Pacific Crest Trail: From the California Border to Canada by Jordan Summers. Wilderness Press, $29.95.

For anyone who has ever remotely thought about hiking the Pacific Crest Trail, the eighth edition of this guidebook is for you. It’s not necessarily something you would sit down and read, but flipping through the pages it is evident that this book is a helpful tool. The book starts out with a section on a general history of the PCT and covers general information for new hikers as well as an explanation of the geology and ecology of the land. Then the guidebook dives into the PCT starting from the California border up through Oregon and Washington to the Canadian border. The details listed in this edition of this book are essential for aspiring hikers by giving specifics on water, camping and where to send supplies. The layout is also clear and user friendly. It compiles photos, maps and charts to distinguish sections of the trail. Any PCT hiker would be lost without this book. —Taylor Perse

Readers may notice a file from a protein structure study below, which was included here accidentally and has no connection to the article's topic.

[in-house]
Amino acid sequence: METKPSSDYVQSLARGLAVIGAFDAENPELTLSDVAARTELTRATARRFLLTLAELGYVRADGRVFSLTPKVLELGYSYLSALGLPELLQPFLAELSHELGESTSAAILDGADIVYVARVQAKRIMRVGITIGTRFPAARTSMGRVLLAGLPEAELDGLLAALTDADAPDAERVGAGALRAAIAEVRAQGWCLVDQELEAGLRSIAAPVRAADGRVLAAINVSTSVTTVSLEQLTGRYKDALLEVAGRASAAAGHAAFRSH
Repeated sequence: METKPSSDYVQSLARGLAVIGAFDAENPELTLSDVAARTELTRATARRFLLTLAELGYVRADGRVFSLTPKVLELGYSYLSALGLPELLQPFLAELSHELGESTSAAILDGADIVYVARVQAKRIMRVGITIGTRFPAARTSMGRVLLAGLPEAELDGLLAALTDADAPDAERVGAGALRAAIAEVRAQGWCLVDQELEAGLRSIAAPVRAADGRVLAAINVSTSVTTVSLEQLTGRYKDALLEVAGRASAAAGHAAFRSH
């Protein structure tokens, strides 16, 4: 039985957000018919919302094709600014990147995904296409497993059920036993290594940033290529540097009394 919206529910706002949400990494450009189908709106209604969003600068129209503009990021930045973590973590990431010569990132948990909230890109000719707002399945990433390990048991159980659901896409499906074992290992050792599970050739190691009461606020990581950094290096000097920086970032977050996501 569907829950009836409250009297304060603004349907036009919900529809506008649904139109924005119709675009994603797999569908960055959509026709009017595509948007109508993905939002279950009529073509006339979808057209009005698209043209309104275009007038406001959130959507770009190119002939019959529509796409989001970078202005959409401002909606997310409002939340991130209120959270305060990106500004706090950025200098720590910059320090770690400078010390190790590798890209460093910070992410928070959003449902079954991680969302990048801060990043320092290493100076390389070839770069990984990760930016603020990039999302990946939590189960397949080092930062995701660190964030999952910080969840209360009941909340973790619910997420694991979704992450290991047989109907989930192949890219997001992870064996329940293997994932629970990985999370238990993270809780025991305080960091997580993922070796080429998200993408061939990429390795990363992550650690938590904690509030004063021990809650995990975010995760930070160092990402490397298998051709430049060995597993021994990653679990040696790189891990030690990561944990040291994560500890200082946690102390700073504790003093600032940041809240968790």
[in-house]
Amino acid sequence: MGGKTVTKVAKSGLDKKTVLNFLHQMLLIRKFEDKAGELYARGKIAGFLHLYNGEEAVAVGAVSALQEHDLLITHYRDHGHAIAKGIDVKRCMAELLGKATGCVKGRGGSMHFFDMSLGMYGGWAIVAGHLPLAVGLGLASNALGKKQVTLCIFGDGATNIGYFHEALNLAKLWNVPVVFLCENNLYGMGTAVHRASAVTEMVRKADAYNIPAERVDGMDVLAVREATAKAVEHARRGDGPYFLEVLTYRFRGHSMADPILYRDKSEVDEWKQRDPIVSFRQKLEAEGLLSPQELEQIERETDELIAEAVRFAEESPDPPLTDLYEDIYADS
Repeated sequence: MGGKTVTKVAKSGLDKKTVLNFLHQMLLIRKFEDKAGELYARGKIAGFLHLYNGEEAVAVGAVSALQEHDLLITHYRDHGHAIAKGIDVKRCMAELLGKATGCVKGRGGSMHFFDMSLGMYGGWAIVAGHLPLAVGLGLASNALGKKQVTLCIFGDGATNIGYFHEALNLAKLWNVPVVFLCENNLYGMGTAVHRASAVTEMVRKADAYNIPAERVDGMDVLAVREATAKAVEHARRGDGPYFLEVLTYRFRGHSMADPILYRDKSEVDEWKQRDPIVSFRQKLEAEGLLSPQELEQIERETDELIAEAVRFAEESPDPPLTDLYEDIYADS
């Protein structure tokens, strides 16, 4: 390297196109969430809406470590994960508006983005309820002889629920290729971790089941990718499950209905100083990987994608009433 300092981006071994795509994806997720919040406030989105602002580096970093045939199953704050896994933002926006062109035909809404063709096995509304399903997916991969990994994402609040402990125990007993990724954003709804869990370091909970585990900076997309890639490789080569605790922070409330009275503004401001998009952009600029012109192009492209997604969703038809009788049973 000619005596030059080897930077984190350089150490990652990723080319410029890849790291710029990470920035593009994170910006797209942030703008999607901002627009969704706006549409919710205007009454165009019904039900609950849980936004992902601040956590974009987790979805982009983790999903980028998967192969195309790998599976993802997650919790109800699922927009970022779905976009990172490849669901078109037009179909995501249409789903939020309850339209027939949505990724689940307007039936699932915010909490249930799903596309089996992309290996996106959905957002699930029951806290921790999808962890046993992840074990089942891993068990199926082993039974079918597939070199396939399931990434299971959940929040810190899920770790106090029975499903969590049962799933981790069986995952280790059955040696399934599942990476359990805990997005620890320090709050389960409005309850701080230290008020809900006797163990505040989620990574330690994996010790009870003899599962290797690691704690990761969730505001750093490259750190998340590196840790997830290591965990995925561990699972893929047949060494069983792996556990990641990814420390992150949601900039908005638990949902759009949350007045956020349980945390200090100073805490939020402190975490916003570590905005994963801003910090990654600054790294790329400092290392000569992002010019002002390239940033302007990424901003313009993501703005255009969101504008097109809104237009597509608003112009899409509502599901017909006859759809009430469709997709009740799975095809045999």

Somewhere in the Unknown World by Kao Kalia Yang. Metropolitan books, $17.99.

This collective memoir features stories from refugees living in the Twin Cities, Minnesota. Each piece dives into a story of a refugee, delicately showing the pain and sorrow of leaving one’s country and loved ones behind for a better life. Author Kao Kalia Yang is a Hmong refugee, and she set out to gather stories of individuals building a new life in the Midwest state. Among these snapshots is a Syrian refugee, who reflects on her childhood and her father, who she didn’t see for three years after moving to Minnesota. Another story covers a man from Vietnam who provides for his family and connects to his heritage by opening a restaurant and serving pho in St. Paul. Some vignettes are hopeful and others are sorrowful, but above all they bring compassion for humanity. It is a collection of work we desperately need in today’s world — a window into the resilience of refugees living in America. — Taylor Perse